Protecting Port Republic

The Valley Banner

PORT REPUBLIC – Protecting the character of the village of Port Republic was once again discussed last week.

The third and final meeting in a series of workshops was held April 7, at the town hall on Water Street.

Protecting the “village green,” a .42-acre parcel located on Port Republic Road across from the Port Republic Museum, is one of residents’ goals.

County Supervisor Rick Chandler said that one of his family members sold the land to the current owners.

According to county records, the parcel is owned by Palo Alto, Calif., residents Peter Pollock and Susan Hansen. The couple purchased the vacant land in 2010 for $66,000.

Chandler said the couple had planned to retire to the area and build a home there.

Port Republic residents who attended last week’s meeting talked about persuading the landowners to voluntarily protect it from development.

Chandler noted this may be possible since the county board of supervisors in February voted to create a voluntary conservation easement ordinance. This enables landowners to be approved for conservation easement grants, he said.

Chandler, who lived in Port Republic for 30 years before moving a mile outside the village in 1992, said the place “hasn’t changed much at all” over the years.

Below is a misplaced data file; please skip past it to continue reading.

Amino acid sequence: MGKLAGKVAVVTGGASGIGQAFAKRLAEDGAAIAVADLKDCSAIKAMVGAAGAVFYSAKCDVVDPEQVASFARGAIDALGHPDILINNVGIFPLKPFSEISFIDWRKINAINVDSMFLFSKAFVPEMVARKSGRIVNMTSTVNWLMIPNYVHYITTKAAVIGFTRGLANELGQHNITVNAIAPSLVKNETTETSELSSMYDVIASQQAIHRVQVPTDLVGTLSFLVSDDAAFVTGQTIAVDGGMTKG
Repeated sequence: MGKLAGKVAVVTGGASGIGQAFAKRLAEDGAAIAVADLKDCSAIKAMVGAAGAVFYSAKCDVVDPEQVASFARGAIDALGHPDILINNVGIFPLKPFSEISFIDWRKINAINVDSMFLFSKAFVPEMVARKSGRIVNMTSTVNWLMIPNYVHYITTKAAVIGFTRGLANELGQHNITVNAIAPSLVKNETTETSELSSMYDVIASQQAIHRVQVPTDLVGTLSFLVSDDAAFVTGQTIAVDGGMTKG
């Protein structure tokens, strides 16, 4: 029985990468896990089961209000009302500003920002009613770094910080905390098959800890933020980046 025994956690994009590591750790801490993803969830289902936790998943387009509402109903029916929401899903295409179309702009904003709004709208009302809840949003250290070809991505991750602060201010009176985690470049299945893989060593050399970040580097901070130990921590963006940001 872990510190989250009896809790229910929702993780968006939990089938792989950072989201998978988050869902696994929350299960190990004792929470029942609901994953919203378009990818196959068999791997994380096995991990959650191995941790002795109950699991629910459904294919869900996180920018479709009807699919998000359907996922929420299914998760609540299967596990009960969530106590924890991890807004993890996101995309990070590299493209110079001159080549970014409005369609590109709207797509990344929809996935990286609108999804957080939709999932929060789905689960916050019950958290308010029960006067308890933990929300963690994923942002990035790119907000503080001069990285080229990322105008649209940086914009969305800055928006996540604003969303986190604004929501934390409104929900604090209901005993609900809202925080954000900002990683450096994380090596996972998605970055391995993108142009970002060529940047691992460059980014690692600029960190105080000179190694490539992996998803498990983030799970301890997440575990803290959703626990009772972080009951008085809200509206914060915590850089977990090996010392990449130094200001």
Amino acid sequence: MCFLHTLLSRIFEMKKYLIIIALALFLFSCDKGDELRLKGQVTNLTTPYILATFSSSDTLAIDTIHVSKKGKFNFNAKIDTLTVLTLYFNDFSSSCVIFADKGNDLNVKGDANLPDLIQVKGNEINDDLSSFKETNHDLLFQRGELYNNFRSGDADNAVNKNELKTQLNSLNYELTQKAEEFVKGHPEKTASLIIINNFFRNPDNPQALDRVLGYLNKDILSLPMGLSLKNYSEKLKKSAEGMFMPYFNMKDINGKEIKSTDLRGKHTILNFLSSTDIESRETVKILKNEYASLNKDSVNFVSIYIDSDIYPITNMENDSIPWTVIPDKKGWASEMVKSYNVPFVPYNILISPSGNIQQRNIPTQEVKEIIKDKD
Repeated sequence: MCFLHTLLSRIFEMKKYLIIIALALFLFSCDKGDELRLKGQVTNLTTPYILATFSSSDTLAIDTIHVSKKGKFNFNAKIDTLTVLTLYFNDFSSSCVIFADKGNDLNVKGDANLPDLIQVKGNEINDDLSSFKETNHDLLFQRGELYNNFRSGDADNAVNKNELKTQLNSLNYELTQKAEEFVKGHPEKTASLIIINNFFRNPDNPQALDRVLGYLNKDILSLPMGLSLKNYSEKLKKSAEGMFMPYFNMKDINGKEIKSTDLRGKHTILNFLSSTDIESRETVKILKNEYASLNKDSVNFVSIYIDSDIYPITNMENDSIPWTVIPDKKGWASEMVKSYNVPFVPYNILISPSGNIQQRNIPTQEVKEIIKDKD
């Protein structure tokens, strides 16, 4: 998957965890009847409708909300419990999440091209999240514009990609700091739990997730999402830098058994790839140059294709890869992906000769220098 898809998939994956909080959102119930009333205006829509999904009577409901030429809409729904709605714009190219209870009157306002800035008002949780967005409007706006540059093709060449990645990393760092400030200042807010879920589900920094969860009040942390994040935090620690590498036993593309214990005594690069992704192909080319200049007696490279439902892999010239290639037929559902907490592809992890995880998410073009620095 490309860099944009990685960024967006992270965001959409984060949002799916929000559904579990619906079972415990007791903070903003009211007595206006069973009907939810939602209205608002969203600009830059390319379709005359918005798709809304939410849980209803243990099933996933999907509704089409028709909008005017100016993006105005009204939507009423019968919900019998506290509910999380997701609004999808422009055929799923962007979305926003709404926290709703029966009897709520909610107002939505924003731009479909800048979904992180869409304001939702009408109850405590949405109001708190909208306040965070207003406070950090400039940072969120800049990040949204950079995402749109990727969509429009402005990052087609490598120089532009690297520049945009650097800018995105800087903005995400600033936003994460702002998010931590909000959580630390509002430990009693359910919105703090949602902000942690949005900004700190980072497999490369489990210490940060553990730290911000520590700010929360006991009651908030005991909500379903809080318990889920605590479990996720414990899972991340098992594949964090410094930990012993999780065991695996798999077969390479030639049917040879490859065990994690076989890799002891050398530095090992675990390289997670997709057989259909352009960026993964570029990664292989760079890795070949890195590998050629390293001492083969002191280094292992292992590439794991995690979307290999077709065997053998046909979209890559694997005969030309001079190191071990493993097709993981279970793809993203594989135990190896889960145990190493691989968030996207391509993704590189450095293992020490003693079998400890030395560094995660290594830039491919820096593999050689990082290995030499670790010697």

At last week’s meeting, village residents agreed to use their museum’s board of directors – meetings are held the third Monday of each month at 7 p.m. – to promote their desires to county supervisors and the planning commission.

Kim Sandum, director of the Community Alliance for Preservation, said a planning report from the series of workshops should be ready in a couple of months.

She noted that the county left a “gap” in its zoning some years ago when it created the “rural village business district” category.

“The rural village zoning is south of the village,” she said. “We’re trying to mesh what’s on the ground and what the community wants (with the zoning).”

Sandum hopes that county will use the planning report to revise its zoning ordinances and comprehensive plan.

In addition to preserving the village green, residents would like: a scenic byway designation for Port Republic Road, a trail that would run around the village to the Port Republic Battlefield and include pedestrian bridge across the South Fork of the Shenandoah River, a scenic river designation, a crosswalk to the museum, and more street lights in the village.

Creation of an overlay district that would protect the village’s character “but not micro-manage” is also a goal.

The workshops were made possible by a National Park Service grant from the American Battlefield Protection Program.

For more information, call the museum at 249-0040 or go to

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